I’m not sure if I ever acknowledged that toughness in me. It didn’t matter until I thought about it again, when the birds sent me back. I’m going through a rough patch now, too, for different reasons. But the past returned to remind me of that strength, that admirable quality we have to be the reed when we need to be and the oak at other times. We are malleable, we are agents of change, we are receptacles of hope. We can be twelve and alone and think we will live that way our whole life. But one day, we’ll be forty-six, and still going, and dreaming and fighting for the life we never thought possible. Time is the only marker in between, but it’s our construct so let it be just as pliable.

Why my pocket stones …

I suppose it’s a bit of an inside joke, calling my creative words pocket stones. Writing keeps me from loading my pockets and jumping into the void. It’s my armor against the outside world, the one I can’t control. And I enjoy the creative process. It suits me. I’m a gardener* and live to see my flowers grow.

But I also think fondly of engraved rocks, the kind you carry in your pocket to ward off worry. I see them as tokens of the doer-dreamer. A friend gave me two stones when I moved to New York City. Everything was magical then and laden with meaning, like those rocks. I lived on West 70th street and Columbus Avenue, and walked to Broadway every morning to get to class. I would stop on the corner and look down the busy street to see Times Square in the distance. I was sure I had been reborn. I survived the chrysalis and was transformed. My destiny was unfolding. Anything was possible. With sheer will, I could make everything I desired come to fruition. My potential was infinite.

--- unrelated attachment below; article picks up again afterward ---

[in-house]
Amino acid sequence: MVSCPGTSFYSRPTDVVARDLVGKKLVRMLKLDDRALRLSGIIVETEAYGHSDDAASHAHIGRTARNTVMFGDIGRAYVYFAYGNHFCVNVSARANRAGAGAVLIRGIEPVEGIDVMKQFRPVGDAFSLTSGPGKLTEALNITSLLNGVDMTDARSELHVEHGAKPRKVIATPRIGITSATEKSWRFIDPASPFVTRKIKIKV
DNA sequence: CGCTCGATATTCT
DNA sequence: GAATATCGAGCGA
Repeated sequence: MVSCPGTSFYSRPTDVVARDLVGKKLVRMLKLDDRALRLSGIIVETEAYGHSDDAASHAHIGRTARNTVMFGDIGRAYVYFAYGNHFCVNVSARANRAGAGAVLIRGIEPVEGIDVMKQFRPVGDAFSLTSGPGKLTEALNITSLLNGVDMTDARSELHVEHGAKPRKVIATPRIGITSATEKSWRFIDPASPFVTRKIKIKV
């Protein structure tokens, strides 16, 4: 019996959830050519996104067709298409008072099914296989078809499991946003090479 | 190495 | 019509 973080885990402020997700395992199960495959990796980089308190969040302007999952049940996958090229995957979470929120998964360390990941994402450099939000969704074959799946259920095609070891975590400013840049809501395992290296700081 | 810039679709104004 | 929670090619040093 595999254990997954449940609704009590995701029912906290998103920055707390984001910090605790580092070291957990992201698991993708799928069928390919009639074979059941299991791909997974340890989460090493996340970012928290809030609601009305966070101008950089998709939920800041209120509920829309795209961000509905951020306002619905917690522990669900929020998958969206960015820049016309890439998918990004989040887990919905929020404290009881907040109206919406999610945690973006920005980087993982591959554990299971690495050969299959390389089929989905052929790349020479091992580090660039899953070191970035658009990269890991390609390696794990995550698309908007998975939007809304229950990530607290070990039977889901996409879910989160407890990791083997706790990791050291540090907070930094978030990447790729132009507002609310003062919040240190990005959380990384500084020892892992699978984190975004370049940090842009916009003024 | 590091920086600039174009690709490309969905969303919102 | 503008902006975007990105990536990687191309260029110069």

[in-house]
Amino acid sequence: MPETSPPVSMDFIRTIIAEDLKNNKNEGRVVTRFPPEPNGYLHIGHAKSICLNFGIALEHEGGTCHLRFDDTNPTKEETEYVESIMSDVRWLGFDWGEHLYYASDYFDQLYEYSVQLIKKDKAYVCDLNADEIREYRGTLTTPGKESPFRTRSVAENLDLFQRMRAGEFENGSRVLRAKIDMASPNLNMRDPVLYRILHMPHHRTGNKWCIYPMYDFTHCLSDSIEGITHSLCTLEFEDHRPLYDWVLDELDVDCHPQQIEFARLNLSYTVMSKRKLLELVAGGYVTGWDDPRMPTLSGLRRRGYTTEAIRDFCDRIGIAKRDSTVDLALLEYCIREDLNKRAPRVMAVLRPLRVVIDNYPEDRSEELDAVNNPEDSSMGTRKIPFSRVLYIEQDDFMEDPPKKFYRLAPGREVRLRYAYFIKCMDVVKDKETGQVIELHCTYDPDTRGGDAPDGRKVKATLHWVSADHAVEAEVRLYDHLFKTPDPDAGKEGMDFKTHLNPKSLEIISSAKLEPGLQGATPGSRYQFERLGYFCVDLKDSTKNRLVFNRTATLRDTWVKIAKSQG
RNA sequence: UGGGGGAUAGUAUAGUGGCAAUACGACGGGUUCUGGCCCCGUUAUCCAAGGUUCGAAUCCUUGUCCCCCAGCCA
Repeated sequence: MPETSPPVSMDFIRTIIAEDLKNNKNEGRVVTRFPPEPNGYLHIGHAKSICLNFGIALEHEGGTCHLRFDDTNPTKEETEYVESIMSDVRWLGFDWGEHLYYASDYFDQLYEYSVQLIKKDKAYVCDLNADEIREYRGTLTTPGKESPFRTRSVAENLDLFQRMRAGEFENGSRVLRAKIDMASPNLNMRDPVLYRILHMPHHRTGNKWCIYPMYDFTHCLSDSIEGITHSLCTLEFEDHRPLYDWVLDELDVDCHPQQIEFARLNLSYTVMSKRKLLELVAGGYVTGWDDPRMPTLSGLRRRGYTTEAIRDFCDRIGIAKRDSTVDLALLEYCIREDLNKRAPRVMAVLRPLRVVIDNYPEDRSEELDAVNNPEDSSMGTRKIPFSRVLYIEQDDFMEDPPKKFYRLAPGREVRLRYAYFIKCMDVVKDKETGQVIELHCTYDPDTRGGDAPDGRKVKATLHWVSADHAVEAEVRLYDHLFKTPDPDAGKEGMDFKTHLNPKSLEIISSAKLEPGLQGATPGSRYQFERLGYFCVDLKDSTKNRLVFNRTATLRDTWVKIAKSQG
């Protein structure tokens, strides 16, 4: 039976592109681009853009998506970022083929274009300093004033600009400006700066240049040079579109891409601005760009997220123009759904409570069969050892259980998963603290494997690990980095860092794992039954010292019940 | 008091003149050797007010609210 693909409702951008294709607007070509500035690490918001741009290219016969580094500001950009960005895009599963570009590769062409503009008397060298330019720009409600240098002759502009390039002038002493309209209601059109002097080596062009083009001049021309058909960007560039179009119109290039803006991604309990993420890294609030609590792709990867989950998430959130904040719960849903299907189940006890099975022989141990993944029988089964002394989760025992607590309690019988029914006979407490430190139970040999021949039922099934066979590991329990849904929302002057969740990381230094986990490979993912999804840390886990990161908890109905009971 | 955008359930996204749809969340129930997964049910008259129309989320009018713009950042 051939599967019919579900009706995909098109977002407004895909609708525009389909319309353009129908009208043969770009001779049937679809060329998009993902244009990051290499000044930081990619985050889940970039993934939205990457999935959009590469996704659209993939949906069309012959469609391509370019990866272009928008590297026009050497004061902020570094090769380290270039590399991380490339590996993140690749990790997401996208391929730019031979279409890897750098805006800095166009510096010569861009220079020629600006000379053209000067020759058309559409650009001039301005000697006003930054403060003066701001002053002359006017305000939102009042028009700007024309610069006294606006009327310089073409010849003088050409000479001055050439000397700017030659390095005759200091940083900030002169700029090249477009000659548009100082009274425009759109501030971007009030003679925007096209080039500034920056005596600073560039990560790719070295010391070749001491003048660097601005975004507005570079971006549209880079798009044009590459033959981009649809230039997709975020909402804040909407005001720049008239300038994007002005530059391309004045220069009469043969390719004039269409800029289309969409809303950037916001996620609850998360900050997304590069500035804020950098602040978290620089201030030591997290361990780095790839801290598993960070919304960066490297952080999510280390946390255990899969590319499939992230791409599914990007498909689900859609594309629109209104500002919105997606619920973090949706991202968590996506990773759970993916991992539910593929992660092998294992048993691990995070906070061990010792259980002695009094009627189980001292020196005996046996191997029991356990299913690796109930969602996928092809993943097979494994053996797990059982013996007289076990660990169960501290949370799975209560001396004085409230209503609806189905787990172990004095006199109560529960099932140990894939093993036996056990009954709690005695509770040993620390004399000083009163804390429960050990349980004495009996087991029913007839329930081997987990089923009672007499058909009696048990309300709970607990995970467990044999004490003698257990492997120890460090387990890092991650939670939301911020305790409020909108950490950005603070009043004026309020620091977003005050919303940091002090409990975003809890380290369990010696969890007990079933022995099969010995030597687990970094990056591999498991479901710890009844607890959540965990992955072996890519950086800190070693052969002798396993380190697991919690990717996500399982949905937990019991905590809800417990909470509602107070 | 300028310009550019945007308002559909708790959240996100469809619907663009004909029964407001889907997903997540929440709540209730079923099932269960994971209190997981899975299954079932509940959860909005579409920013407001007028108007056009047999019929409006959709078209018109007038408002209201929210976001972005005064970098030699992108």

Engraved with destiny and perseverance, the stones represent the two poles of my dream pursuit, as my friend explained. I couldn’t have one without the other. My destiny would only come about if I persevered, and I could only persevere if I was chasing my destiny. I would grow tired otherwise and give up. I liked the thought of this very much. I still think about it, twenty-two years later, as I pursue my current dreams. They have changed, of course. I no longer want the same things, but the life I’ve built suits me better. And so do my dreams.

I can’t say whether they’ll change again. But I know it’s possible. If I decide to give up on writing, I’ll know it’s not my destiny. I haven’t been writing stories since I could hold a pencil, and I wasn’t the kind of child with her nose in a book. I was often out on adventures, in my backyard, or at the park pool, or in the basement in front of the TV. I grew up in the eighties, with what seemed like unlimited freedom. But I also lived in my head. All. The. Time. When I think about that now, I realize I’ve been creating worlds out of nothing forever. That I enjoy writing fiction makes sense. And whether it’s my destiny to continue doesn’t matter. I’ll know if I never give it up.

* “The gardeners dig a hole, drop in a seed and water it. They kind of know what seed it is, they know if planted a fantasy seed or mystery seed or whatever. But as the plant comes up and they water it, they don’t know how many branches it’s going to have, they find out as it grows.” – George R. R. Martin